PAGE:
What will change from 1 January 2018? Author: MB

Sun 31/12/2017 - 11:33 MB The New Year brings with it a host of new measures that will affect us in our everyday lives. As in previous years Flandersnews.be provides you with a list of the measures.

Taxation measures

The tax on the purchase and sale of shares and bonds is set to rise again. In the case of shares it will rise from 0.27% to 0.35%. For bonds the rise is from 0.09% to 0.12%.

Meanwhile, the level of income from interest from savings accounts that is exempt from tax is being halved. Currently the first 1,880 euro/annum gained from savings account interest is tax free. This will fall to 940 euro/annum from tomorrow.

Corporation tax is also set to fall from 33% now to 29% from 1 January 2018. Small and medium-sized company will enjoy an extra tax cut.

Companies employing less than 50 people, with a turnover of less than 9 million euro and assets of less than 4.5 million will only pay 20% on the first 100,000 euro that is subject to corporation tax.

Meanwhile, the so-called “extra crisis contribution” falls from 3% to 2%.

The compensation given to small and medium-sized businesses for nuisance and loss of earnings caused by road and other infrastructure work in their vicinity will become exempt from tax.

This covers both compensation granted on the basis of an existing federal law and compensation granted on the basis of the new regional law applicable in Flanders.

The level of tax levied on computers and phones given to employees by their employers is also being reduced. At the same time the level of duty on drinks containing sugar of sweeteners is going up.

Pensions

The rules on early retirement are being tightened. In future, anyone wishing to take early retirement must be at least 63 and have worked for at least 41 years.

Previously the lower age limit was 62 and a half. Meanwhile, the level of minimum pensions for that have worked a full-length career are to rise by 0.7% to 1,220.92 euro/month for a single person.
 

The world of employment

The tax shift means that Belgians will see their take home pay rise by between 1.5% and 3% from January 1. According to the HR consultancy SD Works we will see our take home pay increase by between 40 and 45 euro/month.

A married person with no dependents and a gross monthly income of 2,000 euro/month will see their take home pay rise to 1,567.78 euro/month, 45.27 euro/month more than now. The same person earning 3,000 gross will take home 1,919.67, which is 46.20 euro/month more than is currently the case.

It will also become easy for companies to pay out profit-related bonuses. From 1 January companies will be allowed to pay out up to 30% of their wage mass in the form of such bonuses.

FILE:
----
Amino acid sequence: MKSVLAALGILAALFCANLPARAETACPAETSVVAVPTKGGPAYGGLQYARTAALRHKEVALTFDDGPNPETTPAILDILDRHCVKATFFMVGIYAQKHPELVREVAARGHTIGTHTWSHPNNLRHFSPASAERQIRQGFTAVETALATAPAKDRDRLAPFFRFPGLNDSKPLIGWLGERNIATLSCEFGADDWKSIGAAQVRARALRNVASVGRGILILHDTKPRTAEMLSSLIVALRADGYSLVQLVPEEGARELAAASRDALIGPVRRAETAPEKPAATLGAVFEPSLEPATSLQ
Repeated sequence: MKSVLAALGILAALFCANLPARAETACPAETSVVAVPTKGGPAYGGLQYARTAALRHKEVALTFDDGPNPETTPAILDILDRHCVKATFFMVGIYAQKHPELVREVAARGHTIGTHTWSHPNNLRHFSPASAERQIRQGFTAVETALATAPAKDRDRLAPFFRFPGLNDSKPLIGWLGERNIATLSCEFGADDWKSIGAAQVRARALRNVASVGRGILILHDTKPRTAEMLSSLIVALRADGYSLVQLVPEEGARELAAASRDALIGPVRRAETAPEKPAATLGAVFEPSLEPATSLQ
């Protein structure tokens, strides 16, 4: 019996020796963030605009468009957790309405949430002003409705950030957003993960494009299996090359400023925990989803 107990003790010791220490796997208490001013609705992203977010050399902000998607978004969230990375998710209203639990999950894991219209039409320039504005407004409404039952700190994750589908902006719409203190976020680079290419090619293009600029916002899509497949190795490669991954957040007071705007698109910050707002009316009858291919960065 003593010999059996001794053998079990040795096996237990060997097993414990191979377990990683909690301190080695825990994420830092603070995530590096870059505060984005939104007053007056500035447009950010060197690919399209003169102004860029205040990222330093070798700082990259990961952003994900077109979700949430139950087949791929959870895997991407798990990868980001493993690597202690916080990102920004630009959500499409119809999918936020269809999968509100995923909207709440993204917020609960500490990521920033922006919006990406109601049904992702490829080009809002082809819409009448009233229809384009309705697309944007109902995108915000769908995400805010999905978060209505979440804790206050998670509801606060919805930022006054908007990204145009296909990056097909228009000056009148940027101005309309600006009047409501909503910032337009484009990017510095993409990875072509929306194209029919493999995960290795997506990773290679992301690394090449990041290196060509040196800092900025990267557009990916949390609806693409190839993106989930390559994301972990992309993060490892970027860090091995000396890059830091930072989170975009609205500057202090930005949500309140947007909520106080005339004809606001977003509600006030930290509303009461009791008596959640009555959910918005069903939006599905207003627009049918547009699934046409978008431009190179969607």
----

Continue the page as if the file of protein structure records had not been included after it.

Also from 1 January a new scheme designed to help those that have been employed for a long time or have difficulty finding working will be launched. The scheme gives them the opportunity to gain experience and confidence by working in their local communities.

Meanwhile, the flexi-jobs scheme is being extended from the hospitality industry to the retail sector.

The Flemish Employment and Vocational Training Service VDAB will now look at a job-seeker’s abilities before offing him/her a job. However, it will also be easier to sanction those turning down a suitable job offer.

There is good news for self-employed people that fall ill. From 1 January 2018 they will be entitled sick pay from their health mutual after just two weeks rather than a month as is currently the case.

Energy

The price of electricity in Flanders will fall from January 1 thanks to a reduction in the Flemish energy level to 9euro/annum/household. Households will pay an average of 4 euro/annum to help finance green energy projects.

Transport and the environment

From 1 January the number of roads in Flanders and Wallonia on which road charging is in force for vehicles above 3.5 tonnes will increase.

In Wallonia the charge levied will increase for vehicles in all weight categories, while in Brussels and Flanders this will be the case only for vehicles in the Euro 5 category.

The system of fines for road traffic offences is also being modified to make the level of fine better match the seriousness of the offence committed.

Meanwhile, airlines will be obliged to carry out so-called conformity checks. This means that they will need to check that the name on a passengers’ boarding pass is the same as that on their identity papers.

From tomorrow, those wishing to build or renovate will have to apply for just one permit rather than a building and an environment permit as is currently the case.

Elsewhere, those using “speed pedelecs”, fast electrically-powered bikes will be entitled to up to 0.23/km from their employer in travelling expenses. A system of travelling expenses for normal bicycles has existed for a number of years.
 

Other measures

From tomorrow everyone that is baptised into the Roman Catholic Church will be given an “Identity card for Christians”.

Flemish civil servants will no longer be able to save up an unlimited number of holiday days.

GPs will be able to charge 1.68 euro more for a consultation. However, going to the doctor’s won’t cost us any more as the amount we get back from the health mutual will also rise by 1.68 euro.

A number of competencies are being transferred from the provinces to the Flemish regional or local municipal levels of government.

It’s goodbye for some and hello to others as the new licencing period for independent local radio in Flanders starts tomorrow.

Finally, the City of Ghent is to launch a new system of proactive checks on student digs in the city to ensure that they are safe and offer comfort to those lodging in them. The digs will be graded on the basis of the results of the checks.